*Black Americans were already in the midst of two disasters this year – the disproportionate toll of the COVID-19 pandemic and a spate of horrifying incidents of police brutality — when fire season in California started early. Wildfires have burned over 3.1 million acres in California since the beginning of the year, breaking the record for the deadliest year of wildfires in the state, according to CalFire.
Though Black communities are disproportionately vulnerable to and impacted by disasters, Black households are less likely to be prepared for disasters than White households, according to the NAACP.
This September, which is Emergency Preparedness Month, some Black activists as well as community-based organizations have been partnering with Listos California, an emergency preparedness campaign anchored in the Governor’s Office of Emergency Services (CalOES). These partnerships are aimed at getting the word out about emergency preparedness to diverse communities through more accessible and impactful means, such as artwork and person-to-person conversation.
“Listos California awarded $50 million in local assistance grants to non-profit organizations throughout the state to build resiliency in vulnerable communities and connect residents to culturally and linguistically competent support — a whole community approach that fosters critical networks that can save lives. This month, I urge all Californians to learn about how they can help keep their loved ones and communities safe during an emergency,” said Gov. Gavin Newsom in his declaration for Emergency Preparedness Month.
For Aliyah Sidqe, a Sacramento-based artist who depicts Black life in America, it’s important for the Black community to be prepared to fend for themselves, she says, in an emergency situation.
“The Black community is already subject to a lot, and we’re not thought about all the time. It’s important for us to take matters into our own hands and really be prepared for what’s to come because sometimes we’re not considered in the game plan as far as what the world needs to do,” Sidqe said.
According to a poll of California residents living in zip codes at risk of floods, wildfires or earthquakes, conducted by EMC Research, 88 % of vulnerable residents agree that preparing for a disaster is important. However, those respondents admitted to not taking action to prepare because they think doing so is scary (63%), expensive (61%) or time-consuming (54%).
“I think a portion of people don’t take certain things seriously, or they’re not really thinking about all that is going on right now. It’s easier just to kind of push that to the back of your mind. But I think the fact that we’re already marginalized makes it super important for us to really be ready to take care of ourselves and be prepared for anything,” Sidqe said.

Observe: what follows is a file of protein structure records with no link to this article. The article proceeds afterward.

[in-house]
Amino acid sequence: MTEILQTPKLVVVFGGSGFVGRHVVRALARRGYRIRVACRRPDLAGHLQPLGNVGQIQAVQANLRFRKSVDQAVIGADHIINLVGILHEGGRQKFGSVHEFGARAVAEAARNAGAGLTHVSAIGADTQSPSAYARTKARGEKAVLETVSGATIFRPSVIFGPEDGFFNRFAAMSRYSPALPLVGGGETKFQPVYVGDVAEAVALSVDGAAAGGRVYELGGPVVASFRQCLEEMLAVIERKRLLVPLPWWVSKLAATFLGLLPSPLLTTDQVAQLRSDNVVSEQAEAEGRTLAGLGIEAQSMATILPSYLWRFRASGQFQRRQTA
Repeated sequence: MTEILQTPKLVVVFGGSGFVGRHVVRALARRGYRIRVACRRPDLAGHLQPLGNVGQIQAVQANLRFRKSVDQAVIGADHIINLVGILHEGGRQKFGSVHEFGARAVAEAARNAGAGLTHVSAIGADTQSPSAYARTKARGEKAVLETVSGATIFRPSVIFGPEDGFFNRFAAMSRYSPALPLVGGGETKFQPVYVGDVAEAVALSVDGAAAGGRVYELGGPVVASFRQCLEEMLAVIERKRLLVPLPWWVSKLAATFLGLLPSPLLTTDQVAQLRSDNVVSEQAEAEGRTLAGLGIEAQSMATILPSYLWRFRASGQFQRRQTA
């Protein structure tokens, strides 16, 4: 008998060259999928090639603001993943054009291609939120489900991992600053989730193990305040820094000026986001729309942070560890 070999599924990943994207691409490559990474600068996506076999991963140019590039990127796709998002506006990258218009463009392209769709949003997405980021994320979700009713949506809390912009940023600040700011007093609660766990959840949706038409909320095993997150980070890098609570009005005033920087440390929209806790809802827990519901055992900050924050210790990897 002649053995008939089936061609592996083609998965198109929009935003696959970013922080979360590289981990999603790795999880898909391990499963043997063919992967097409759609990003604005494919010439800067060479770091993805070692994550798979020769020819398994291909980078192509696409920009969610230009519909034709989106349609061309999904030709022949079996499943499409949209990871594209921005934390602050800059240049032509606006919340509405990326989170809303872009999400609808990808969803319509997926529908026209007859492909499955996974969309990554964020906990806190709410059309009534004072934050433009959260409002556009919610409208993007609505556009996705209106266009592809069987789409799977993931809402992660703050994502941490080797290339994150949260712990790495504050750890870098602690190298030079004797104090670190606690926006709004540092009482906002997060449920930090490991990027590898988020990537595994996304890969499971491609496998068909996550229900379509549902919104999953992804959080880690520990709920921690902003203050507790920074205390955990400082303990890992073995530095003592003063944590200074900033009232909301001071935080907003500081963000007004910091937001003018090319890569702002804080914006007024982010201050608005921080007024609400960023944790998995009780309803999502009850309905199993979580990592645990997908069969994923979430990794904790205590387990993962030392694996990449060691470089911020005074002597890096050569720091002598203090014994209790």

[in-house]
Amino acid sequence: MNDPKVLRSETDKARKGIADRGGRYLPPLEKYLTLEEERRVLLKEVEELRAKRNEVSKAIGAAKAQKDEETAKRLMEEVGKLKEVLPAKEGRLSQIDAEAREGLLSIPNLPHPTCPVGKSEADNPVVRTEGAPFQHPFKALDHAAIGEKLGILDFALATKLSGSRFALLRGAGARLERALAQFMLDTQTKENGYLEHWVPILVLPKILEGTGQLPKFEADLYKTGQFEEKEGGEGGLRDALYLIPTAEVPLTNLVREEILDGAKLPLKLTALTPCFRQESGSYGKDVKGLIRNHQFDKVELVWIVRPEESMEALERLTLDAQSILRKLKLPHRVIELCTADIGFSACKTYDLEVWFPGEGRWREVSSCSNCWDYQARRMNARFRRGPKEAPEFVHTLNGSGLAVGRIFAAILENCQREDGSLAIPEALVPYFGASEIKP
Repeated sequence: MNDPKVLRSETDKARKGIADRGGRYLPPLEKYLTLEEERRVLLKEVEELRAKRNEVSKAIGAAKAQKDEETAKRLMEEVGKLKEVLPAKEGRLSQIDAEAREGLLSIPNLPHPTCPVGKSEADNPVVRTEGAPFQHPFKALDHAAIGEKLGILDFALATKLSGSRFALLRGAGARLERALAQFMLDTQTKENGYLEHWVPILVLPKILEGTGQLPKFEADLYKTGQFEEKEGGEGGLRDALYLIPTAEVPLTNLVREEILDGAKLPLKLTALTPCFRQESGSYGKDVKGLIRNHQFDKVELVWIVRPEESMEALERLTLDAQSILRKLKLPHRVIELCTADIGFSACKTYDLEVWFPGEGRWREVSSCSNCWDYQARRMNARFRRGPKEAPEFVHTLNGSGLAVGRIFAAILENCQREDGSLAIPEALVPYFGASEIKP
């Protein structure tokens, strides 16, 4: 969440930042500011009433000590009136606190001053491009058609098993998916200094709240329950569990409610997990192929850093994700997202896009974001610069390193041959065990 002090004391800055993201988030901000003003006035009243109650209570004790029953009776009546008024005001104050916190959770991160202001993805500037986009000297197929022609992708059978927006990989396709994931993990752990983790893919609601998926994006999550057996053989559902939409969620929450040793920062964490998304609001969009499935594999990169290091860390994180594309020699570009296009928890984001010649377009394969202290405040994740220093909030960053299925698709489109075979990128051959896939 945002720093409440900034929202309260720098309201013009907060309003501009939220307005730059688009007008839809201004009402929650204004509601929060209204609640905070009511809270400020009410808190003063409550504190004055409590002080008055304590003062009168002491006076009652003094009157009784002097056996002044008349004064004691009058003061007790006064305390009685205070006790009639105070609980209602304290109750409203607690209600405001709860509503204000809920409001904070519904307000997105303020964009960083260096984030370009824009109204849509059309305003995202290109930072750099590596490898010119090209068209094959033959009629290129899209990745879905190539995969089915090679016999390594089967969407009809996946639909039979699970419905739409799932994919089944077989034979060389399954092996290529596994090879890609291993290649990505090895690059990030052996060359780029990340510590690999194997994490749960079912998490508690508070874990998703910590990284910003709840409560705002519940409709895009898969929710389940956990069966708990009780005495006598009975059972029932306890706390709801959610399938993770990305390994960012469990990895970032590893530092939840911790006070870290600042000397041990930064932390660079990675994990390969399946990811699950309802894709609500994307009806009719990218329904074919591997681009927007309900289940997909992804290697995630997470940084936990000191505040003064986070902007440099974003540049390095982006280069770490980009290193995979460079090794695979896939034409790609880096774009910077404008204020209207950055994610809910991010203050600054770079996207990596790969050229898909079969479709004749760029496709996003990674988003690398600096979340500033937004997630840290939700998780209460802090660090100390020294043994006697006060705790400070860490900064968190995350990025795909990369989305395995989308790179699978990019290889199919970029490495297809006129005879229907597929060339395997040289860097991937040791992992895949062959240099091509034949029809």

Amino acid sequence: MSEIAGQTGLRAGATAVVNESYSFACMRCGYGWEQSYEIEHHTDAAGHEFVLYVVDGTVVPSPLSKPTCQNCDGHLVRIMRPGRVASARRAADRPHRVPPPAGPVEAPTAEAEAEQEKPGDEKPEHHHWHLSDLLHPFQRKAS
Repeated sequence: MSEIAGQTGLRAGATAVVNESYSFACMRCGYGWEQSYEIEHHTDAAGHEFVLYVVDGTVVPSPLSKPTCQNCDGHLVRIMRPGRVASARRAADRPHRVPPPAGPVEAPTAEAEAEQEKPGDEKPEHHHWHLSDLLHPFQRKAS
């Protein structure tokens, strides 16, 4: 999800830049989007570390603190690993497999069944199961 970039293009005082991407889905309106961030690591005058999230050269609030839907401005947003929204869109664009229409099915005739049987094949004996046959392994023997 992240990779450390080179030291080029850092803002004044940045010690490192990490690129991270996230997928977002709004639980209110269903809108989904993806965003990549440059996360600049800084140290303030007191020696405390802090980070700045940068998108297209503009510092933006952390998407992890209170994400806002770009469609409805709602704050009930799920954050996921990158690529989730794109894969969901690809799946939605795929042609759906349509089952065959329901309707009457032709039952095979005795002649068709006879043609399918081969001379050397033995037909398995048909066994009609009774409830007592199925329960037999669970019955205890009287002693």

Since partnering with Listos California, Sidqe has started conversations with family members and friends about what they would do during emergencies.
“Before I really had’t thought too much about it, but it did kind of spark that, for my partner and me — conversations like where would we go if we did have to evacuate. Actually, in our area, there was a fire really close to us and a few neighborhoods had to evacuate. So, we did put a plan in place of where we would go in case that would happen.”
The Young Visionaries Youth Leadership Academy, a nonprofit serving youth in San Bernardino County, has been sharing information about emergency preparedness alongside their ongoing COVID-19 relief efforts. During their relief events, which include twice-a-month drive-thru distribution of essential items, CEO Terrance Stone and the Young Visionaries staff inform community members about the importance of being prepared.
“I’ve been introducing the program like this: I always ask if somebody came and knocked at your door right now, and told you that you have five minutes to pack your necessities and go, are you going to be able to get what you need within those five minutes? It’s an eye opener for everybody, because then they’re like, wait, like what do I actually need,” said Jennifer Rosales, Administrative Assistant at Young Visionaries.
“I tell everybody, it doesn’t have to be expensive. You don’t have to go out and spend $200, $300 to try to get a go–bag or a ready bag. I think the number one thing is this: Just look at your basic needs, something that you need every day, and then just start that way. It’s important to know that it doesn’t have to cost you a lot of money to keep your family and your friends safe,” said Rosales.
El Sol Neighborhood Education Center is coordinating outreach activities with 11 community groups from different parts of San Bernardino County.